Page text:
Isn't that exceedingly clear language? You'd think that Stevens, Kennedy, Breyer, Ginsberg and Souter never read the Fifth Amendment, or that they can't understand plain English. Stevens might as well have prefaced the majority decision with, "The last remnants of the old Republic have been swept away."

I couldn't believe my ears when a caller to Sean Hannity's radio show claimed that the homeowners had in fact been given due process. Technically, yes, they did, but only by government's mere declaration, not by the Constitution's standards. Others, like a Columbia law professor quoted here, have downplayed the ruling because cities must still "be careful and conduct hearings." Nonsense. The SCOTUS ruling makes such hearings mere formalities. Cities know they are now empowered by federal precedent, based on nonsensical interpretations of the Constitution.

That's the crux, isn't it? The five justices said, "This is how the Constitution was meant to be broadly interpreted." The four dissenters said, "No, this is what the Constitution actually says!"

O'Connor's dissent (starting on page 27 of the PDF) correctly began by citing the Calder v. Bull ruling of 1798: "[A] law that takes property from A. and gives it to B: It is against all reason and justice, for a people to entrust a Legislature with SUCH powers; and, therefore, it cannot be presumed that they have done it." No level of government has the right to force private property owners to sell to other private individuals, with rare and extremely specific exceptions like liens, and genuine cases of eminent domain. New London and the private developers, however, have no true claims against the homeowners. Their use of "eminent domain" is based on goals of "economic revitalization" in New London.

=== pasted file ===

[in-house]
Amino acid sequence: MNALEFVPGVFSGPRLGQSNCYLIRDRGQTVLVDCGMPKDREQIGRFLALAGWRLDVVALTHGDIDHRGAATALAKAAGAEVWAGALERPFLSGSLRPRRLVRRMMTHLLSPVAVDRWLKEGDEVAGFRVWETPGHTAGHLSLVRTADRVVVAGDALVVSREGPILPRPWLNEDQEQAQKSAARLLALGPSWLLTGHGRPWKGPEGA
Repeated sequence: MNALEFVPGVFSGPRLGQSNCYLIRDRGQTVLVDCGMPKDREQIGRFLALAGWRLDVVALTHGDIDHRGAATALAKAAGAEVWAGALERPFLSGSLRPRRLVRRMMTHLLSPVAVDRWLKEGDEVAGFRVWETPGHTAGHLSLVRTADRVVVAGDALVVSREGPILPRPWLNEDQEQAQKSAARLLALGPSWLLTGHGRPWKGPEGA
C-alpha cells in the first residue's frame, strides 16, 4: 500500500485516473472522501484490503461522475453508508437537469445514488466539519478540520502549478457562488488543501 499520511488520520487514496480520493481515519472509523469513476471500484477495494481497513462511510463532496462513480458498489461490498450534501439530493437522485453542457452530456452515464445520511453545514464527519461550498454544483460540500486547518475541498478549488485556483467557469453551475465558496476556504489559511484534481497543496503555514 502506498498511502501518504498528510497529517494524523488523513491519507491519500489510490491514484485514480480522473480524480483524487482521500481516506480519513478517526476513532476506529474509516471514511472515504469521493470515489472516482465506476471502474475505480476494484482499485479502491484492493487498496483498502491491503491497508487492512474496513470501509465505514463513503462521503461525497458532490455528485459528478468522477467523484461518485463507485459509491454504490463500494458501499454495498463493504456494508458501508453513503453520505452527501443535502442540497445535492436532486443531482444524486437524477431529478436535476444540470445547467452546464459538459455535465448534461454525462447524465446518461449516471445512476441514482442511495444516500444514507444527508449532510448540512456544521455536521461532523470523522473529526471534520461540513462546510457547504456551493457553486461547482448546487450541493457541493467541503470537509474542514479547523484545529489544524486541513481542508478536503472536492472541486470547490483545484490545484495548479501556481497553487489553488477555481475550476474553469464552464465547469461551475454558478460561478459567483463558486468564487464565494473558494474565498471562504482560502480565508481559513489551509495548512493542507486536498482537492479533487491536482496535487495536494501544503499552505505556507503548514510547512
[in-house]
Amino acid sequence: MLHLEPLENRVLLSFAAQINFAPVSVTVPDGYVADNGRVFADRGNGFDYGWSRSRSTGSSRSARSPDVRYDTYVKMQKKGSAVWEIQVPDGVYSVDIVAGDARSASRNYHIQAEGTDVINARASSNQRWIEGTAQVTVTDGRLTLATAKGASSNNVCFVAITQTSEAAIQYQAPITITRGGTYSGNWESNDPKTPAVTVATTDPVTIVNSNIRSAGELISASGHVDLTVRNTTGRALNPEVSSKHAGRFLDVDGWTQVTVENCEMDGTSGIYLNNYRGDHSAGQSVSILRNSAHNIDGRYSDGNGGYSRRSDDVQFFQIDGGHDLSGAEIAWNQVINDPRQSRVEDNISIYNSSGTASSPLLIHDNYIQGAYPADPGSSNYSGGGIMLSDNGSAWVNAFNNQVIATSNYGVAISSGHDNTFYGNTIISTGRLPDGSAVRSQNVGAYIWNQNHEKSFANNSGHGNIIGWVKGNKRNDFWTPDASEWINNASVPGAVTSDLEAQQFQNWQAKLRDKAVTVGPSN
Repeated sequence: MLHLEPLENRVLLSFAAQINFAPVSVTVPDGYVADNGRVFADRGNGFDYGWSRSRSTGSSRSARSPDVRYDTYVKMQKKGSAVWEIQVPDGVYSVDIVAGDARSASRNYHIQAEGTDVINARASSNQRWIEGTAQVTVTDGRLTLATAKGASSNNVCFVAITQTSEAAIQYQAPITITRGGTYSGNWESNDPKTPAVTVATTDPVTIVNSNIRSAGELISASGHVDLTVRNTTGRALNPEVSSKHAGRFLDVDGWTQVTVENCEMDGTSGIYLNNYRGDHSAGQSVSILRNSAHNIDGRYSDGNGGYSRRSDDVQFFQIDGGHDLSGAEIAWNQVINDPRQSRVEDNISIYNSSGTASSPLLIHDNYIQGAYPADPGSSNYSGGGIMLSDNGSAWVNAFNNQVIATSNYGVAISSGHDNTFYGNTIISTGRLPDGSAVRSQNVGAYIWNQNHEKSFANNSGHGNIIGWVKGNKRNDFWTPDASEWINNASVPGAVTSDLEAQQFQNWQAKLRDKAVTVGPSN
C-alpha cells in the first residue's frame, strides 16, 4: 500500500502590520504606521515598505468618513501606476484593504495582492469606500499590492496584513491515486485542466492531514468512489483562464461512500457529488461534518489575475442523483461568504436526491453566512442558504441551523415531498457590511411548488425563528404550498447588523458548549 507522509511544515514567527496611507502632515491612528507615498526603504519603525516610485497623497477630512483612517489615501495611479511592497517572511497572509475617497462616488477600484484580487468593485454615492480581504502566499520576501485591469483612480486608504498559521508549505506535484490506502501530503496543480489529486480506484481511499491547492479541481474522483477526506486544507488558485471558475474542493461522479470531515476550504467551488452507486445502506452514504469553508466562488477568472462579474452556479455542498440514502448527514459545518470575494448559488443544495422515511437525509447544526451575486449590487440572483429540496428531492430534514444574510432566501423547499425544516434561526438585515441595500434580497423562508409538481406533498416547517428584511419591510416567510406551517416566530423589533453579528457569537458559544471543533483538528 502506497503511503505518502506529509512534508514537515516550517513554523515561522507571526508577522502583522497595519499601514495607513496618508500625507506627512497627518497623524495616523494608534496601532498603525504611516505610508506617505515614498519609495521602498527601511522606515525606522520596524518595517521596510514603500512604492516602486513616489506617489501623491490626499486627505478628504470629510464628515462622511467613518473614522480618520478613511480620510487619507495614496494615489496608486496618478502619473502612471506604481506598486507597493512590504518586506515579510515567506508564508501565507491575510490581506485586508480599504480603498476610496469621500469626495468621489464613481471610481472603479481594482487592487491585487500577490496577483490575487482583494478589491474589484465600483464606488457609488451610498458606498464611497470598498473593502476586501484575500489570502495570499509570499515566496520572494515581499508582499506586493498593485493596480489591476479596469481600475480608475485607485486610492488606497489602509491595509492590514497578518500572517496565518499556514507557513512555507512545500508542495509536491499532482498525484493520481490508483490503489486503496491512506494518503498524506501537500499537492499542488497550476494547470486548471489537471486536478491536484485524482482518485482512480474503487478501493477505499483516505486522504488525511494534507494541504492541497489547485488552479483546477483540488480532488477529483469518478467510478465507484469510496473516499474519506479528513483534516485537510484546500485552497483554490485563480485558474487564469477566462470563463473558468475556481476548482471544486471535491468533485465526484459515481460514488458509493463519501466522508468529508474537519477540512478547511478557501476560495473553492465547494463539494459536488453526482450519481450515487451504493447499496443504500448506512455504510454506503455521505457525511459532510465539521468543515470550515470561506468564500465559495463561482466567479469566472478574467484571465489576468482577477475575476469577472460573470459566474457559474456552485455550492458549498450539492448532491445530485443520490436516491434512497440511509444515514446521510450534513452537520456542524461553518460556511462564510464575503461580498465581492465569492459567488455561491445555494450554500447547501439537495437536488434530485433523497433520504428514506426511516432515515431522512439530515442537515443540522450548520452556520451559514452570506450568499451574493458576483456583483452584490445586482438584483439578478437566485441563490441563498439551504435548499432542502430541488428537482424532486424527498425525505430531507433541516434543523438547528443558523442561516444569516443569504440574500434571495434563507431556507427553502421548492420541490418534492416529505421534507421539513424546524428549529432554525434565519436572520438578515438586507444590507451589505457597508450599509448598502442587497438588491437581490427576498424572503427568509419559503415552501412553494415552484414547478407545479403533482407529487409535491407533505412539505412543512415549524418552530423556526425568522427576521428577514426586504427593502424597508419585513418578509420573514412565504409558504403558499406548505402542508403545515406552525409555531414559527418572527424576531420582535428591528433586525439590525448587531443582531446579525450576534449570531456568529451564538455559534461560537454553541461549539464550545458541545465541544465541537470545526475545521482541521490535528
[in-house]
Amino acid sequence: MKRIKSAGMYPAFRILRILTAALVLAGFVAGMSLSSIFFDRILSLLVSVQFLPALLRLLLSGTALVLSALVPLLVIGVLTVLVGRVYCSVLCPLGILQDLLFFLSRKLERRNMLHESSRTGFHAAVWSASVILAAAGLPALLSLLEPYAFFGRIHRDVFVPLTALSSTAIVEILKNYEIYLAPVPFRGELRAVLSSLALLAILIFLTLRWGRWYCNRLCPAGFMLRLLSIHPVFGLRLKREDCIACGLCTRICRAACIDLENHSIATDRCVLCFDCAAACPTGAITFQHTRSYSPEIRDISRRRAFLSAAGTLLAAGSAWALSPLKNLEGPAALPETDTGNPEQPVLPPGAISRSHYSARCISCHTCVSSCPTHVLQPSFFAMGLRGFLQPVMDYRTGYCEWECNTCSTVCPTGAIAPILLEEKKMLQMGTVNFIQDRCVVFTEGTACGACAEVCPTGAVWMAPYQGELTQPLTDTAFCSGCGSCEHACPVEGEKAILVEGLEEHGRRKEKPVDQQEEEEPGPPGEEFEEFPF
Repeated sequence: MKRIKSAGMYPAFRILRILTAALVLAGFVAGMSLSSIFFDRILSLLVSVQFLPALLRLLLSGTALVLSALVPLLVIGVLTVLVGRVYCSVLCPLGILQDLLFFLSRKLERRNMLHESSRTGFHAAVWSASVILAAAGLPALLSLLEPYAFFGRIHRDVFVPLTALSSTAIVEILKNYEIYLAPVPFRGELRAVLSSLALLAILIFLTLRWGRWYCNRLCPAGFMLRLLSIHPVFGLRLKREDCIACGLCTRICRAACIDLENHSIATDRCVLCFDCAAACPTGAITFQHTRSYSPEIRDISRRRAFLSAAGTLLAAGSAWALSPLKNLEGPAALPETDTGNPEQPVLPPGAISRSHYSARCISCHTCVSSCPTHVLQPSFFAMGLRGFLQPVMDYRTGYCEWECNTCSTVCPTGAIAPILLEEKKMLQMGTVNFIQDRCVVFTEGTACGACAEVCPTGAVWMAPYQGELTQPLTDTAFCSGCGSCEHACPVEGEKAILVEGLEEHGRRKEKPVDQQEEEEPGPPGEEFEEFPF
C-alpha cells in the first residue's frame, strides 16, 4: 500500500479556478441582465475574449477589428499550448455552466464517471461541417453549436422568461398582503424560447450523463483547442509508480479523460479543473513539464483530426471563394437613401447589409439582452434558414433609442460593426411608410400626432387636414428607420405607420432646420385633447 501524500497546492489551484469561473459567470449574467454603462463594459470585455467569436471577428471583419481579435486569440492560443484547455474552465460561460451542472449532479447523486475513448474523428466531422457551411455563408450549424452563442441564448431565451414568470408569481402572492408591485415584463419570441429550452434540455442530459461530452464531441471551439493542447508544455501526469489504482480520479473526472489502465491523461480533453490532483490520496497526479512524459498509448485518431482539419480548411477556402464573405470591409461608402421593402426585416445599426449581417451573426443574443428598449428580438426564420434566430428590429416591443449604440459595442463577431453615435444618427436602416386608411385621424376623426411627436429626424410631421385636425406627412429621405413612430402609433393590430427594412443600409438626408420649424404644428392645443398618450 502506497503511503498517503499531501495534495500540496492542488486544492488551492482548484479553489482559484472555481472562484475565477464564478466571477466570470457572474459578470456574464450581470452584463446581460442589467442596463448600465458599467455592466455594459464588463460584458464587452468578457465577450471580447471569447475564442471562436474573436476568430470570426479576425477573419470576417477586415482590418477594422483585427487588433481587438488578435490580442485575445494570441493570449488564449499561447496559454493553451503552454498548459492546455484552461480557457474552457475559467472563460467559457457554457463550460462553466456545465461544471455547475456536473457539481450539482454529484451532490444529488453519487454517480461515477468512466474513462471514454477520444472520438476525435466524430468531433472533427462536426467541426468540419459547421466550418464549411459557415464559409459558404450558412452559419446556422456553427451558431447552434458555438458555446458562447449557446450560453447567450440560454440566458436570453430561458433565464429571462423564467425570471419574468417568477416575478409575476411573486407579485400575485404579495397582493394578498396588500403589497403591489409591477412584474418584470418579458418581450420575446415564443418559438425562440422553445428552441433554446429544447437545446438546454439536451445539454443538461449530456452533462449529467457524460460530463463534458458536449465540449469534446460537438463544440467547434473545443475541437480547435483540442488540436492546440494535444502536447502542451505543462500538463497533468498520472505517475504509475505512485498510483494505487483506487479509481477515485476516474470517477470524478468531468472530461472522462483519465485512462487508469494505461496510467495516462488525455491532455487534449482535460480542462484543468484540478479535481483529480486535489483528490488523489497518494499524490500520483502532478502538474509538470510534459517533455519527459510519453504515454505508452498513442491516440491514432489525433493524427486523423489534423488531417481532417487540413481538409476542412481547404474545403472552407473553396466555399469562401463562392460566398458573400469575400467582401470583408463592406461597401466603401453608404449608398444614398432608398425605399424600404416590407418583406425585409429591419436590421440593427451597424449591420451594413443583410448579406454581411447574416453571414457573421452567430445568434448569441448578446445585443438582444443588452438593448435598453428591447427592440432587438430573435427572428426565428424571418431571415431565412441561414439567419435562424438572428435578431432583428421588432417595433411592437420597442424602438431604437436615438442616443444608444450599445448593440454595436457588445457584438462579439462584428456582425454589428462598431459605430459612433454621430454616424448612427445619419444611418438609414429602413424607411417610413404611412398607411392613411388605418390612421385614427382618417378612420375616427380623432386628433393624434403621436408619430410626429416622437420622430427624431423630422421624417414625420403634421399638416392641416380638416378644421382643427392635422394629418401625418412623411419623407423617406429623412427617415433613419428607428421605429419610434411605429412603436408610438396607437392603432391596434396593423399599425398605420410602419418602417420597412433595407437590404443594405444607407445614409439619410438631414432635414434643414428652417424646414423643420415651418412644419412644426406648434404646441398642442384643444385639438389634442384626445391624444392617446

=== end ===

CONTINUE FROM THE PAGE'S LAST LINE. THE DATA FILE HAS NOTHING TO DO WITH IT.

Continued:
Justice Thomas joined her dissent but filed one of his own (starting on page 40 of the PDF):
I do not believe that this Court can eliminate liberties expressly enumerated in the Constitution and therefore join her dissenting opinion. Regrettably, however, the Court's error runs deeper than this. Today's decision is simply the latest in a string of our cases construing the Public Use Clause to be a virtual nullity, without the slightest nod to its original meaning. In my view, the Public Use Clause, originally understood, is a meaningful limit on the government's eminent domain power. Our cases have strayed from the Clause's original meaning, and I would reconsider them....